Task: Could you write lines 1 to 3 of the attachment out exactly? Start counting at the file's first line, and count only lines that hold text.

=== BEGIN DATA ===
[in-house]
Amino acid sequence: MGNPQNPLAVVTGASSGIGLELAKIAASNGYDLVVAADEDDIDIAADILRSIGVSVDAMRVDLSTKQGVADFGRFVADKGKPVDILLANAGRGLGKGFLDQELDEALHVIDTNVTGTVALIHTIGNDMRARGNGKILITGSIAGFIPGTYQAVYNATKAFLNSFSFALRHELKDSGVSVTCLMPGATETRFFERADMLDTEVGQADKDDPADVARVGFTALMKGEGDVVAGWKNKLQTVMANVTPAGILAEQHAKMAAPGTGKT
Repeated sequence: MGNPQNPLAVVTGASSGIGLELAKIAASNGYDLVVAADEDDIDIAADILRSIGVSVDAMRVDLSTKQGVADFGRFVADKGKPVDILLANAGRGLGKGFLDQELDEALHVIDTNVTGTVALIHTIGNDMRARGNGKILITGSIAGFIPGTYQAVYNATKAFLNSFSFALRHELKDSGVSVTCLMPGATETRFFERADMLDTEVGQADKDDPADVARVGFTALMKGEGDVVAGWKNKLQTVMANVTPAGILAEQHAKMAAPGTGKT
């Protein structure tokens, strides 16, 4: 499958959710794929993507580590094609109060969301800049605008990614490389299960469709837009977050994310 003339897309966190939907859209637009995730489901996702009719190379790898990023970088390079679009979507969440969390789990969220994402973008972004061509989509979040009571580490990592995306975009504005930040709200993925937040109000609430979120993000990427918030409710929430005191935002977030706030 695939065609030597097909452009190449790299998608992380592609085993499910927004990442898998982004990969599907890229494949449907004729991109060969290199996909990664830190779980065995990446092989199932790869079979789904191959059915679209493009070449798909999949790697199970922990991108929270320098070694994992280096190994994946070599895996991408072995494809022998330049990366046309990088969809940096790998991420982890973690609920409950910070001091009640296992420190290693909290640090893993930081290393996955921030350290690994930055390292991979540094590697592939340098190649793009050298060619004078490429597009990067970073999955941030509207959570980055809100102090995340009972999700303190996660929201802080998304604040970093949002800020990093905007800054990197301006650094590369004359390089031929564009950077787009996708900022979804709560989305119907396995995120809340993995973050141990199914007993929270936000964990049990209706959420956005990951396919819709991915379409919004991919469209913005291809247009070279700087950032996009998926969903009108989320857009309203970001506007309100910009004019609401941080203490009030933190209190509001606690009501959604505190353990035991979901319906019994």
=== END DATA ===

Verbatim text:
[in-house]
Amino acid sequence: MGNPQNPLAVVTGASSGIGLELAKIAASNGYDLVVAADEDDIDIAADILRSIGVSVDAMRVDLSTKQGVADFGRFVADKGKPVDILLANAGRGLGKGFLDQELDEALHVIDTNVTGTVALIHTIGNDMRARGNGKILITGSIAGFIPGTYQAVYNATKAFLNSFSFALRHELKDSGVSVTCLMPGATETRFFERADMLDTEVGQADKDDPADVARVGFTALMKGEGDVVAGWKNKLQTVMANVTPAGILAEQHAKMAAPGTGKT
Repeated sequence: MGNPQNPLAVVTGASSGIGLELAKIAASNGYDLVVAADEDDIDIAADILRSIGVSVDAMRVDLSTKQGVADFGRFVADKGKPVDILLANAGRGLGKGFLDQELDEALHVIDTNVTGTVALIHTIGNDMRARGNGKILITGSIAGFIPGTYQAVYNATKAFLNSFSFALRHELKDSGVSVTCLMPGATETRFFERADMLDTEVGQADKDDPADVARVGFTALMKGEGDVVAGWKNKLQTVMANVTPAGILAEQHAKMAAPGTGKT